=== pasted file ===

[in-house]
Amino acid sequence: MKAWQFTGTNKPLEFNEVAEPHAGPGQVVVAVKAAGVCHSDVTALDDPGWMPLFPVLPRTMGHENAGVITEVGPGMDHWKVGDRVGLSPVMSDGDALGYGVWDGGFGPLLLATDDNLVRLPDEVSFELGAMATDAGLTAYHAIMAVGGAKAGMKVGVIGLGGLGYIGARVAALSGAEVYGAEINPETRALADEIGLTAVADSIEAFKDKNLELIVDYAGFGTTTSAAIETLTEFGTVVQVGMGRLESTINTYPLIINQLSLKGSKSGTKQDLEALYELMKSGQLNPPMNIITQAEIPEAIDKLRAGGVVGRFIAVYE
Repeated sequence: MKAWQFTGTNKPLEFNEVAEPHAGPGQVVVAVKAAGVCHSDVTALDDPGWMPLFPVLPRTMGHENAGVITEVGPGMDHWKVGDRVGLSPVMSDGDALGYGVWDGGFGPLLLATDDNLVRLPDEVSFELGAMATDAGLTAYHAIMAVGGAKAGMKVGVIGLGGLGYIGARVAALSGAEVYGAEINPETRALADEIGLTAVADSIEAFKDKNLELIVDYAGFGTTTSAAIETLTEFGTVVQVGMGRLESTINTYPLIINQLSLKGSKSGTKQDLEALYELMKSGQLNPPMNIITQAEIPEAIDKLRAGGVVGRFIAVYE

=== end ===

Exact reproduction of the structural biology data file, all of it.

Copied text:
[in-house]
Amino acid sequence: MKAWQFTGTNKPLEFNEVAEPHAGPGQVVVAVKAAGVCHSDVTALDDPGWMPLFPVLPRTMGHENAGVITEVGPGMDHWKVGDRVGLSPVMSDGDALGYGVWDGGFGPLLLATDDNLVRLPDEVSFELGAMATDAGLTAYHAIMAVGGAKAGMKVGVIGLGGLGYIGARVAALSGAEVYGAEINPETRALADEIGLTAVADSIEAFKDKNLELIVDYAGFGTTTSAAIETLTEFGTVVQVGMGRLESTINTYPLIINQLSLKGSKSGTKQDLEALYELMKSGQLNPPMNIITQAEIPEAIDKLRAGGVVGRFIAVYE
Repeated sequence: MKAWQFTGTNKPLEFNEVAEPHAGPGQVVVAVKAAGVCHSDVTALDDPGWMPLFPVLPRTMGHENAGVITEVGPGMDHWKVGDRVGLSPVMSDGDALGYGVWDGGFGPLLLATDDNLVRLPDEVSFELGAMATDAGLTAYHAIMAVGGAKAGMKVGVIGLGGLGYIGARVAALSGAEVYGAEINPETRALADEIGLTAVADSIEAFKDKNLELIVDYAGFGTTTSAAIETLTEFGTVVQVGMGRLESTINTYPLIINQLSLKGSKSGTKQDLEALYELMKSGQLNPPMNIITQAEIPEAIDKLRAGGVVGRFIAVYE